Business is part of other systems, including the social, political, and economic systems. CSR is also part of these systems in its own right. By thinking of CSR and business as part of these systems, we are better able to understand how the "Social" in CSR is important in social, political, and economic contexts. This helps us build a picture of CSR that is much closer to the Real World than the limited views normally taken. Only with such a comprehensive understanding of CSR can we possibly see how large-scale business can ever be truly socially responsible.
About the author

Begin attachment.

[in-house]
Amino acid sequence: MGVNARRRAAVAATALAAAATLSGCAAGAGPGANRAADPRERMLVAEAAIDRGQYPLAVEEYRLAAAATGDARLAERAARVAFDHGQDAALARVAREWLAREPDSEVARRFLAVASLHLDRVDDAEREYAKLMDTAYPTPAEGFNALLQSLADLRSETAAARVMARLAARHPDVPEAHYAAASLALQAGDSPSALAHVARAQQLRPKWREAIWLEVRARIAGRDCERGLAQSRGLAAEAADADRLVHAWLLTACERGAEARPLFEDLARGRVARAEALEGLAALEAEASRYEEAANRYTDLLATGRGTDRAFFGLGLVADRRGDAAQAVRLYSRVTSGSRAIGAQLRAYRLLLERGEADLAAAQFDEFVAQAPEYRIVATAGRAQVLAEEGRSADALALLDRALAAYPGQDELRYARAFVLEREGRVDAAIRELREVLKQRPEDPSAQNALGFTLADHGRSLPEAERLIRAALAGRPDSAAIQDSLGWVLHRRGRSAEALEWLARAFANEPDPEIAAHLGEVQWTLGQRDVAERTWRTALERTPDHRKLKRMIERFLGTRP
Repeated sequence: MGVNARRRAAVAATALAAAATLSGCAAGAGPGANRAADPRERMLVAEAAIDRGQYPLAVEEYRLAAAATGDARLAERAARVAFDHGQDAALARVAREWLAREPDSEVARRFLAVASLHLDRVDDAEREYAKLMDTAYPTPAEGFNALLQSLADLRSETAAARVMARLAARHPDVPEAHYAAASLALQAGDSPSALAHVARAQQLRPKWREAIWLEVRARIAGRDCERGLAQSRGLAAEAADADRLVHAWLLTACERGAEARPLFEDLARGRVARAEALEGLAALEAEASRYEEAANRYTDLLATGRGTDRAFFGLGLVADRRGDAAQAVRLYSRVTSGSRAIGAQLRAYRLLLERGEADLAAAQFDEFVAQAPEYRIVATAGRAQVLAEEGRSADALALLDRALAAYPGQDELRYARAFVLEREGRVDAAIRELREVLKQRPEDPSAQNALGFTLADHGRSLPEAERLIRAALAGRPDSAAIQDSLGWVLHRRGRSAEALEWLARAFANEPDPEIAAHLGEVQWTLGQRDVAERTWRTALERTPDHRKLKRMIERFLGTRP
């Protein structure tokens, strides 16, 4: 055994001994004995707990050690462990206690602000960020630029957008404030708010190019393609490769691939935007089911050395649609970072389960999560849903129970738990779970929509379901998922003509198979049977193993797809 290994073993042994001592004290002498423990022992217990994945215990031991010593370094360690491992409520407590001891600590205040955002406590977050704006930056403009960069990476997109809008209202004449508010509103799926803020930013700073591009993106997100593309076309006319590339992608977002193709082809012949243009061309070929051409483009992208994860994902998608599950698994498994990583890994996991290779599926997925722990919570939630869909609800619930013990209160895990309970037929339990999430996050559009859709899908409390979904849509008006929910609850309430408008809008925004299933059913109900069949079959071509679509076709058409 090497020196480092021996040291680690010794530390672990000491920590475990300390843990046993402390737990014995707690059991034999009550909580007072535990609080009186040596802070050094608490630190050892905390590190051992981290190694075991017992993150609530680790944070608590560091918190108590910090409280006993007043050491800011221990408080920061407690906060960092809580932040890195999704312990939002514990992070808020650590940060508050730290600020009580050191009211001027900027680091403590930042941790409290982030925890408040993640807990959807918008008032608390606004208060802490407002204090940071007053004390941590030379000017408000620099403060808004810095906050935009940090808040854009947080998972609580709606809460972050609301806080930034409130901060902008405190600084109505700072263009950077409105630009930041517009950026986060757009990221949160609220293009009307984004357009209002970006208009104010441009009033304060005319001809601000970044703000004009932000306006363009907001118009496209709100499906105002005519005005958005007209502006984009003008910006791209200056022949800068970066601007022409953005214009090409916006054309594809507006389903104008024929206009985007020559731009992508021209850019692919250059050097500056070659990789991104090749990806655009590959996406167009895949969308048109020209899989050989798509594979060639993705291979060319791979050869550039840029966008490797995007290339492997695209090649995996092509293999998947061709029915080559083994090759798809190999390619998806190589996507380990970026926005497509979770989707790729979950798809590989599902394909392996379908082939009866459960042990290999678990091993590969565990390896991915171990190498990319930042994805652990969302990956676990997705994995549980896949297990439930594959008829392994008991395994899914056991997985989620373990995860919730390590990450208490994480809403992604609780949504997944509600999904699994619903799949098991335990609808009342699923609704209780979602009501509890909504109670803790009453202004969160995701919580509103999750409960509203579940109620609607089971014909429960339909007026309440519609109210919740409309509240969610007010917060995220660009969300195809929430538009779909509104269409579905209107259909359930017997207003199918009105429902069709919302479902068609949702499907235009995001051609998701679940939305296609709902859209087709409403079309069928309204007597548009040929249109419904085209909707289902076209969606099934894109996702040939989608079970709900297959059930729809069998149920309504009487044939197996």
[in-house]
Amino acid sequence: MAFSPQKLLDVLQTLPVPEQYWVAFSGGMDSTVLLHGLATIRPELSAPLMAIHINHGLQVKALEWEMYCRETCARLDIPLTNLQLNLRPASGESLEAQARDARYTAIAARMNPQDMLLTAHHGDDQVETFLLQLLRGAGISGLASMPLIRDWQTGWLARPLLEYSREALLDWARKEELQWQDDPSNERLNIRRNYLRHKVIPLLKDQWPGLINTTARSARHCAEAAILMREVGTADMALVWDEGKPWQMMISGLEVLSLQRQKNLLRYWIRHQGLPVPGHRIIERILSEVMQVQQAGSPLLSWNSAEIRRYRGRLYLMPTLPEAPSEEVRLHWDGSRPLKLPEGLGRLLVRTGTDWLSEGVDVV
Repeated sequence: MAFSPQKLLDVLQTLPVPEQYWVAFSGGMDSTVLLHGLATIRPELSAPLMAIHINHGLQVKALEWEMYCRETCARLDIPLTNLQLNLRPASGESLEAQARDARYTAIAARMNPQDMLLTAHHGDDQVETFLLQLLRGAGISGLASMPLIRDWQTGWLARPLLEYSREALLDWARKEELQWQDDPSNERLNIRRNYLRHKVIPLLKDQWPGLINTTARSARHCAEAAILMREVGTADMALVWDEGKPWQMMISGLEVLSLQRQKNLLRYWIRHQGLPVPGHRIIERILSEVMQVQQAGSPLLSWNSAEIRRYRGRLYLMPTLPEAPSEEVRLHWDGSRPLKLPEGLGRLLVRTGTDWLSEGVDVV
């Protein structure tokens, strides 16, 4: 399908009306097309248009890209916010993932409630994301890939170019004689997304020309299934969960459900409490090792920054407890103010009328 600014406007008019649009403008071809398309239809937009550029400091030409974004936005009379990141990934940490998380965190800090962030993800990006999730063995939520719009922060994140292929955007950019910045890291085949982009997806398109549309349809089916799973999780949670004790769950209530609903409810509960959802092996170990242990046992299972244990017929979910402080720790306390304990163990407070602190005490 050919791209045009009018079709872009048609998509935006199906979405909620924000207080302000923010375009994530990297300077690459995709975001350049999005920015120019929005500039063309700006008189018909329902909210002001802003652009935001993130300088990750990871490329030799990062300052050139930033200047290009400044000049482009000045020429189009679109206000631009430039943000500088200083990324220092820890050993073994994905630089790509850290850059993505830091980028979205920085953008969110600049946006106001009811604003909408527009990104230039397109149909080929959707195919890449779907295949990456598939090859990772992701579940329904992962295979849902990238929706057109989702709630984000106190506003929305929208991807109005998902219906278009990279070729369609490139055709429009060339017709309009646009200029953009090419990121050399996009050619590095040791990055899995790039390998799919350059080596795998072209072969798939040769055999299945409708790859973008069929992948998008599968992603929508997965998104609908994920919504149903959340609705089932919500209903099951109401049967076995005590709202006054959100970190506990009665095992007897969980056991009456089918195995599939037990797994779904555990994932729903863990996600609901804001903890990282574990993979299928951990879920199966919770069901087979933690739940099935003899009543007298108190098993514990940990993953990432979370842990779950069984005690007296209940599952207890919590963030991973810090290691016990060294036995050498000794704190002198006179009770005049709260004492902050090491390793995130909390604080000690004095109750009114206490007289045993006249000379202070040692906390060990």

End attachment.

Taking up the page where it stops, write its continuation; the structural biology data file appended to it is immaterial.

Peter Challis is the director of his own company, Time 4 Social Change. After a career in accountancy, he moved into strategic systems management first as a senior civil servant and then into local government. His mastersí degree in strategic management included a research paper on shared services in the public sector and he worked as an adviser to the Cabinet Office on the subject. After taking voluntary redundancy, he worked as a volunteer on one of the governmentís Big Society vanguard projects. He then helped several charities respond to austerity and Big Society and was a director of some of them. By becoming a reader in Northampton University library and then in Bodleian library at Oxford University, Peter taught himself the sociology of business. From his experience as a strategic manager, his knowledge of sociology and its application to management, Peter began writing for Bookboon. In his spare time, Peter writes science fiction novels and helps look after his disabled daughter.